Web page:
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Book Report: The Consolation of Philosophy


I do a lot of reading on my own, but don't get to share the things I've read with others much. This year I'm going to try out a new exercise: write a book report for books I read on my own. My hope is that these reports will help me better retain what I've read, and act as a kind of TLDR I can reference back for myself in the future. If nothing else perhaps some others will find these summaries useful, if not interesting.


Project Gutenberg link for free ebook.

The Consolation of Philosophy was written by Boethius in 523 AD. Boethius had attained a pretty high rank in the collapsed wreckage of the Roman empire, until court intrigues landed him in prison awaiting execution for treason. It was during this imprisonment that The Consolation of Philosophy was written.

The text takes the form of a dialogue between the author and Lady Philosophy, who has graciously come to cheer him up during his imprisonment. Between short dialogue sections there are also small songs/poems which are sung by Philosophy, usually topical to the surrounding dialogue.

In the beginning Boethius is obviously quite distraught, but Philosophy quickly pulls him out of the mental gutter to set him straight. Boethius bemoans his loss of fortune, but Philosophy quickly proves to him that fortune was never something which he truly possessed anyway. If it were, how could it have been taken?

There's quite a bit of kicking-the-dead-horse around the various aspects of fortune: fame, wealth, power, glory, pleasure, etc... Philosophy shows Boethius that while these are all consequences which stem from the attainment of "the good", because they are only parts of that good they are necessarily incomplete and therefore inferior distractions. So what is this "good" which is to be pursued?

Now, the good is that which, when a man hath got, he can lack nothing further.

The good is briefly equated with "the Divine", but that's not leaned into too much quite yet. More than being divine, the good is shown to be the pursuit of unity. In the context of life, unity means the pursuit of life itself, and because all beings seek to preserve their lives, then the preservation of life is itself the ultimate good.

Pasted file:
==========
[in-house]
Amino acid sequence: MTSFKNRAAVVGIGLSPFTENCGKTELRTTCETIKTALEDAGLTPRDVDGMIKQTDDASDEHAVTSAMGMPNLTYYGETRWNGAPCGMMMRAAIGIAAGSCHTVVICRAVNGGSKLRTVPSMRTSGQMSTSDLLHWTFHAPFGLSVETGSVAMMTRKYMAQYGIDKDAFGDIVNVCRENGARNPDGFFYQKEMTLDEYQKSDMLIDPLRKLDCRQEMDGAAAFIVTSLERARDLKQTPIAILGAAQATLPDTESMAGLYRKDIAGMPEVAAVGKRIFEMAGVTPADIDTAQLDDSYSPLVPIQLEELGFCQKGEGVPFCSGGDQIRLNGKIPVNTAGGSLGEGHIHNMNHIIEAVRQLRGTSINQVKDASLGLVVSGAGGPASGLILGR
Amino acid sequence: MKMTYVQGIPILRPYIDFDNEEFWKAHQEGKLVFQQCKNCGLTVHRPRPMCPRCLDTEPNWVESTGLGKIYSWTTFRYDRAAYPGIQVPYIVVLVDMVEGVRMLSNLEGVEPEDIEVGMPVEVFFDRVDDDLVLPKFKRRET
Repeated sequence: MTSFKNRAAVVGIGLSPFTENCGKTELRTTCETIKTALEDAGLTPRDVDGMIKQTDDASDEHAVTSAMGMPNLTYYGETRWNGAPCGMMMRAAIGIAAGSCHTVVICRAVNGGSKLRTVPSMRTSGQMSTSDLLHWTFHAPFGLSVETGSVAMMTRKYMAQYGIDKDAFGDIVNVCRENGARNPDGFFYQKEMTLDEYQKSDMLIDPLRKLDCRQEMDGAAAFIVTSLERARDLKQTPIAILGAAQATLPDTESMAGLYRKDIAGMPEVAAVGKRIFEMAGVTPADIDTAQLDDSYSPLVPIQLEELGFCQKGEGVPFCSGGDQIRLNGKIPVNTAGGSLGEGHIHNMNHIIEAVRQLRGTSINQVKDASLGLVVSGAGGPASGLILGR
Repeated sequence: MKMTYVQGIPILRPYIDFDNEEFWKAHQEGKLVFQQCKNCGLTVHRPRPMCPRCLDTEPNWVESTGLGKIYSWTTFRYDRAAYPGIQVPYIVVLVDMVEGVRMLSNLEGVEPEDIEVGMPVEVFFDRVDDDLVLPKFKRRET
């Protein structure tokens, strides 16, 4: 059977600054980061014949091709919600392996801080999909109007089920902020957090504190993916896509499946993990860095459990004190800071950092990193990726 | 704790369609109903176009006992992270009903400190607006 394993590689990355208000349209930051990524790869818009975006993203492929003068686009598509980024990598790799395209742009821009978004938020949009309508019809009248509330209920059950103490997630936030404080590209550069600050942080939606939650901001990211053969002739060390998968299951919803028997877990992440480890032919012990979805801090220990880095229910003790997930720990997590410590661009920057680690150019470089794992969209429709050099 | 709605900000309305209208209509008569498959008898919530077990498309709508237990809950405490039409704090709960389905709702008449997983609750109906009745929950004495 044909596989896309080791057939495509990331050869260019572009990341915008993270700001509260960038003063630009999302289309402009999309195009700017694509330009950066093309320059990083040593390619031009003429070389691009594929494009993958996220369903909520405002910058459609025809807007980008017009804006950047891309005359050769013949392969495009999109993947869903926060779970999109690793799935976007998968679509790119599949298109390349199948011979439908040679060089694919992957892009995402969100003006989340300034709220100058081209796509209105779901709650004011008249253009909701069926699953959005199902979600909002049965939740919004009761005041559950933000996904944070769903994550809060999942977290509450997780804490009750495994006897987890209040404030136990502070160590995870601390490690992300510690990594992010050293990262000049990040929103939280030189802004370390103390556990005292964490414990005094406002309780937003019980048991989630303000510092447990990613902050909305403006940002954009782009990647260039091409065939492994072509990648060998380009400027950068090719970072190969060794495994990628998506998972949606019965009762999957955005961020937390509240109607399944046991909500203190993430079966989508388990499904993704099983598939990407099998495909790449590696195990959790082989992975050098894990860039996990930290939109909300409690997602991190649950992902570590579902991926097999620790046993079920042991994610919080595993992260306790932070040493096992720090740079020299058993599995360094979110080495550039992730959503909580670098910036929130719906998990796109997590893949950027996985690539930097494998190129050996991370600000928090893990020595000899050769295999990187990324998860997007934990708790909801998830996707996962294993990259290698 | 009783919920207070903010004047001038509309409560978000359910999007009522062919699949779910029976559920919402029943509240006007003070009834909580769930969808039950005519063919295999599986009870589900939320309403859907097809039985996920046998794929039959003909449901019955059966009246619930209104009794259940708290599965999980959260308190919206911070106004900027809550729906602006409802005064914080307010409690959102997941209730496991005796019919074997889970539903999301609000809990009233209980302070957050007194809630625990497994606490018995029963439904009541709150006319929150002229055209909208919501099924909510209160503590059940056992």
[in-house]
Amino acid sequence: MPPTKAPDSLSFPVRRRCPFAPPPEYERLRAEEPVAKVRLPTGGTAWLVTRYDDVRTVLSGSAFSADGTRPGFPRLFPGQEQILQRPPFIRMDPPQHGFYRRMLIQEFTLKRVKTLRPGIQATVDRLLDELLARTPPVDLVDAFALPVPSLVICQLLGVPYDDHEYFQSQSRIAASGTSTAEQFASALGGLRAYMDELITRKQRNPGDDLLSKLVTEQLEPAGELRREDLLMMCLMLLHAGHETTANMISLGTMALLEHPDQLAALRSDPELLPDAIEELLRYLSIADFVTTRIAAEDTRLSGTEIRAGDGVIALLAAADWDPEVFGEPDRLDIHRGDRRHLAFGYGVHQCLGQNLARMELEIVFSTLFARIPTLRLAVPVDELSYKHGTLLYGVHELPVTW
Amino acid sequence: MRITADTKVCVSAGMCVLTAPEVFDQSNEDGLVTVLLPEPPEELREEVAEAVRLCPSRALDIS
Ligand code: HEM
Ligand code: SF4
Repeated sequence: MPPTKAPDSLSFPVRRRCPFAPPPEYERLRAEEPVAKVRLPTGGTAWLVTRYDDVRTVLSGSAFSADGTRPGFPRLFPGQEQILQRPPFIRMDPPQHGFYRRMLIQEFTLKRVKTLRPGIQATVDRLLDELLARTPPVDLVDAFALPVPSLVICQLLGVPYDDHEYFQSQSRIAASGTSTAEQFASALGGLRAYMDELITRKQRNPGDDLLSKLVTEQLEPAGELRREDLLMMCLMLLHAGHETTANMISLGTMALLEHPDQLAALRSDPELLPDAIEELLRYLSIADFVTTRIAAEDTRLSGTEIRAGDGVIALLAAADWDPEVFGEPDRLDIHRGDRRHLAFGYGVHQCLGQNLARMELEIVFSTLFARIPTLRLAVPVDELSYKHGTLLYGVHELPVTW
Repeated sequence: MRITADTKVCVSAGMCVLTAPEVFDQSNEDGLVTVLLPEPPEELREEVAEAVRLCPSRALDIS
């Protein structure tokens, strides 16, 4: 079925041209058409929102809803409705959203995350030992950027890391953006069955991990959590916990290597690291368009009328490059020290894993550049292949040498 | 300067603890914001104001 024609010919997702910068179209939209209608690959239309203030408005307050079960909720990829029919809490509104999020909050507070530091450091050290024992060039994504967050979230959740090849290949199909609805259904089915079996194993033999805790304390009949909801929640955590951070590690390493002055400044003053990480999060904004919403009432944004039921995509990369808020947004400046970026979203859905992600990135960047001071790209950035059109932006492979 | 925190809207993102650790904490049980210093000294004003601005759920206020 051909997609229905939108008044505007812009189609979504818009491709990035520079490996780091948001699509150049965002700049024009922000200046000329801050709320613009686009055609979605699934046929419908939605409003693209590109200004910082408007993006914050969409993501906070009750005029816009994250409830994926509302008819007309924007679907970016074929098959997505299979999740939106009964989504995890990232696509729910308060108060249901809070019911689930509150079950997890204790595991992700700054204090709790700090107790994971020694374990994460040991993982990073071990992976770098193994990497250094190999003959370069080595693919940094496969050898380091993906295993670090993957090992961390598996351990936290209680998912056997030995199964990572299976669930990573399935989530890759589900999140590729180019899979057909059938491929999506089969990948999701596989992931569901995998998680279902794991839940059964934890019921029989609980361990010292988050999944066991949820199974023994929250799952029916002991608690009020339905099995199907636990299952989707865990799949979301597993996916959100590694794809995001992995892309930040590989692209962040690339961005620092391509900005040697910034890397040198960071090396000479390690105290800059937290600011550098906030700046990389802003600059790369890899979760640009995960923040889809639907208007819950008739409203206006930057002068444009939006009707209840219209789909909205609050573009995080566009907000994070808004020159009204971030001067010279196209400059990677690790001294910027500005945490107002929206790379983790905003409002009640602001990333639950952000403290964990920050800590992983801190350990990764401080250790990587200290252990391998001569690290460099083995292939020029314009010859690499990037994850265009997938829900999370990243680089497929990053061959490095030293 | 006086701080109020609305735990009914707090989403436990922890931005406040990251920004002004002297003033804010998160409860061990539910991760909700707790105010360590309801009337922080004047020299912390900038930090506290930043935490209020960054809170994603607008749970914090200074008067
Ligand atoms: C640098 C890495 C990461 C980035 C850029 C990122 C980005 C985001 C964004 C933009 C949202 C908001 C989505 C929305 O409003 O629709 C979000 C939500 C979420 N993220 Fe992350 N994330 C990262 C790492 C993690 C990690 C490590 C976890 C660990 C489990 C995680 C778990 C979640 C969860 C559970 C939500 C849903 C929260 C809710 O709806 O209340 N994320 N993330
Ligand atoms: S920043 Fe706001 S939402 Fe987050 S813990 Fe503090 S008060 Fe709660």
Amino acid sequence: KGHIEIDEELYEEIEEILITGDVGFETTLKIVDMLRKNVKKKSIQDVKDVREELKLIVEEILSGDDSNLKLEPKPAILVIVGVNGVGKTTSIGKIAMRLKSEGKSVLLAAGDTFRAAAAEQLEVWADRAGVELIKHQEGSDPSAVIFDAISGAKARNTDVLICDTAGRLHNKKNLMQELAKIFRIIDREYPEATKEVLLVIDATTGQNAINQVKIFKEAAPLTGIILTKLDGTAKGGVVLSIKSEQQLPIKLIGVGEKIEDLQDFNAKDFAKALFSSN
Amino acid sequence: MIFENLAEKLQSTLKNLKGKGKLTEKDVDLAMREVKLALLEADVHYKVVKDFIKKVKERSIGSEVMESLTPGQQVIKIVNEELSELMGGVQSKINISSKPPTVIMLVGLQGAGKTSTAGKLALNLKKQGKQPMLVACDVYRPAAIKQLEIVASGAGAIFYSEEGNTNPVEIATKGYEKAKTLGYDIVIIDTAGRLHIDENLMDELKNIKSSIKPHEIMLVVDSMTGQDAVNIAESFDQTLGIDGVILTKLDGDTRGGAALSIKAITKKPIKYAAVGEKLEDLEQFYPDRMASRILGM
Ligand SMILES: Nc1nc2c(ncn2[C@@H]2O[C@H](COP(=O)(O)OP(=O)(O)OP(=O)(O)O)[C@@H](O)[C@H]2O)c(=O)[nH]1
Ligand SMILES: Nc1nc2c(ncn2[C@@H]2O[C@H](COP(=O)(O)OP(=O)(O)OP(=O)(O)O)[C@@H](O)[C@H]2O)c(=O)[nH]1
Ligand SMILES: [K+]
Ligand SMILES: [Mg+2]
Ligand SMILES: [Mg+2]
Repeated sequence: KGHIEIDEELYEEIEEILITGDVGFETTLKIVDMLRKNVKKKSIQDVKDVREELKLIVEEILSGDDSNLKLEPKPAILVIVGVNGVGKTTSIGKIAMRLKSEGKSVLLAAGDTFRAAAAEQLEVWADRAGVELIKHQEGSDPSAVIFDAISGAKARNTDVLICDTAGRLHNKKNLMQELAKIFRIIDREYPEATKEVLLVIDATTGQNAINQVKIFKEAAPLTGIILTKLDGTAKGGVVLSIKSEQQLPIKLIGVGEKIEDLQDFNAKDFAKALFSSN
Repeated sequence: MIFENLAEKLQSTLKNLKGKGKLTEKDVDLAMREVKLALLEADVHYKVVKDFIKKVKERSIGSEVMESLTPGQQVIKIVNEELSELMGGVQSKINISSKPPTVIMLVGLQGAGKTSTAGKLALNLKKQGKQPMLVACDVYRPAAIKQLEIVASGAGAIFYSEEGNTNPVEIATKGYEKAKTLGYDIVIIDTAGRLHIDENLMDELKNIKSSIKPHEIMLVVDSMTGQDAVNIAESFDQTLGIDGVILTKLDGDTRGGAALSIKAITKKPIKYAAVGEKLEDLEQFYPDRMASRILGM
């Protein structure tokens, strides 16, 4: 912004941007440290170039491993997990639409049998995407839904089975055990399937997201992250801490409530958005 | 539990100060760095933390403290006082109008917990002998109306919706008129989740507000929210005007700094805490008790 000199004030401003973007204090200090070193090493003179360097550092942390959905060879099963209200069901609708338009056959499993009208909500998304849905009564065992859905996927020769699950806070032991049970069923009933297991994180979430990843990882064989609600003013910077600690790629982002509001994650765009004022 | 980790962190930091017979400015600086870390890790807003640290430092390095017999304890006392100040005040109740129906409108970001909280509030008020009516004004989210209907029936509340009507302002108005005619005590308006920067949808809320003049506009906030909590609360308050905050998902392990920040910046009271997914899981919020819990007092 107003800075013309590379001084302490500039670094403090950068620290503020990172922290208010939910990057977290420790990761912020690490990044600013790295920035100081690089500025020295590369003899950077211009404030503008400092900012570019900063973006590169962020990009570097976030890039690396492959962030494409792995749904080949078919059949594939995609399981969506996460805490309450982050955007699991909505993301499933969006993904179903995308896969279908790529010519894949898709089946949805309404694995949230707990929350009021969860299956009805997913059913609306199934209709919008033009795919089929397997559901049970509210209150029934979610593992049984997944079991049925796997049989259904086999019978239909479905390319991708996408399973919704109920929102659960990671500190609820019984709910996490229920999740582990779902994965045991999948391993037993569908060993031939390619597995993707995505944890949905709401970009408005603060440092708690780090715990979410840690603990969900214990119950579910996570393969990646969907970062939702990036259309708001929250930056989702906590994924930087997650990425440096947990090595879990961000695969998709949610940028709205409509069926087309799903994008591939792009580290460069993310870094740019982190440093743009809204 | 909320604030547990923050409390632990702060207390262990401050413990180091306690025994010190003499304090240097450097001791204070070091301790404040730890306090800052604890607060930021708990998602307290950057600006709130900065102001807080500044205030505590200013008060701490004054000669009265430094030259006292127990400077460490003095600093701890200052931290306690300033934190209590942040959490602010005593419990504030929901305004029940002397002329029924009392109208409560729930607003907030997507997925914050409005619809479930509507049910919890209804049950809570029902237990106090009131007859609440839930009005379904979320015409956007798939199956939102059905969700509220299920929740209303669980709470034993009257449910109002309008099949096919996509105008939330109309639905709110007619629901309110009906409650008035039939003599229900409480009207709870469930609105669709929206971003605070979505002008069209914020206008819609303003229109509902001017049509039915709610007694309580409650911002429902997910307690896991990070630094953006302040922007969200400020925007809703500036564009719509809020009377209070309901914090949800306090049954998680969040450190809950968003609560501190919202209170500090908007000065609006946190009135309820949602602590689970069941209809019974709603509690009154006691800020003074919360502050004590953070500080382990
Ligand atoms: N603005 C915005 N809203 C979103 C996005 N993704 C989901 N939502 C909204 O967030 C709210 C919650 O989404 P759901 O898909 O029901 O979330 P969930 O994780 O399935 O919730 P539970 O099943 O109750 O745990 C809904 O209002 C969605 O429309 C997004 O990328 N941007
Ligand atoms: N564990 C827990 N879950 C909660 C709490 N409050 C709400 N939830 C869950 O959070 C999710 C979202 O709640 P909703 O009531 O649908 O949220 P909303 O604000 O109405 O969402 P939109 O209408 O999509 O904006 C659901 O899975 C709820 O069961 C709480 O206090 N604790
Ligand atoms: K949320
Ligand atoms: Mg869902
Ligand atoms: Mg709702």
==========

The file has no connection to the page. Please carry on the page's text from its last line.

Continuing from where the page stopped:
'Now, that which seeks to subsist and continue desires to be one; for if its oneness be gone, its very existence cannot continue.'

'All things, then, desire to be one.'

'But we have proved that one is the very same thing as good.'

'All things, then, seek the good; indeed, you may express the fact by defining good as that which all desire.'

I found it interesting that it this point the conversation, having equated goodness, unity, and the preservation of life all together into the same concept, continues to focus specifically on goodness as being the moving target worth discussing. In my view the preservation of life is the more concrete aspect; being "good" or "unified" are rather abstract and subjective, but the preservation of life is a tangible, measurable goal, and so more interesting to discuss.


Up till this point, around Book IV, I'd say the book was pretty cut-and-dry philosophy stuff, though with quite a bit of polish. The reader is guided from one logical conclusion to the next without any mental gymnastics or huge leaps of faith being required. It's sound, and I'd recommend it to any first time philosophy readers.

Past this point, however, things start getting messy. Book IV is where discussion about the rewards of doing good vs evil begins, and therefore necessarily the omnipotent Divine (the Christian god, at this point in history) comes to be invoked more and more. The problem, as Boethius rightly points out to Philosophy, is that those who do evil seem to get away with it, and more than that they seem to thrive.

While wickedness reigns and flourishes, virtue not only lacks its reward, but is even thrust down and trampled under the feet of the wicked, and suffers punishment in the place of crime. That this should happen under the rule of a God who knows all things and can do all things, but wills only the good, cannot be sufficiently wondered at nor sufficiently lamented.

The rest of the text is spent more or less chewing on this question, with Book V extending it to include discussion on how free will can even exist at all in the face of omnipotence.

I came away from these sections unsatisfied. There's quite a bit more hand waving and mental gymnastics employed here, to try and guide the reader to an answer which ultimately amounts to "God sees existence differently than you". Which, while probably true given an omnipotent being, really brings the whole thing around to a question of faith rather than philosophy.

And this is, I suppose, the problem Boethius was really trying to tackle. Wikipedia describes Boetheius as "seeking to reconcile the teachings of Plato and Aristotle with Christian theology", and that struggle is plain to me.


I won't go so far as to give an explicit rating to the books I read as part of this series. Instead I'll leave it simply with: I'm glad I read The Consolation of Philosophy. Even if it didn't contain all the answers (something I never really expected of it, or no further books on the subject would ever have been written!) it at least clarified to me the points at which the questions lie.

Published 2024-01-06


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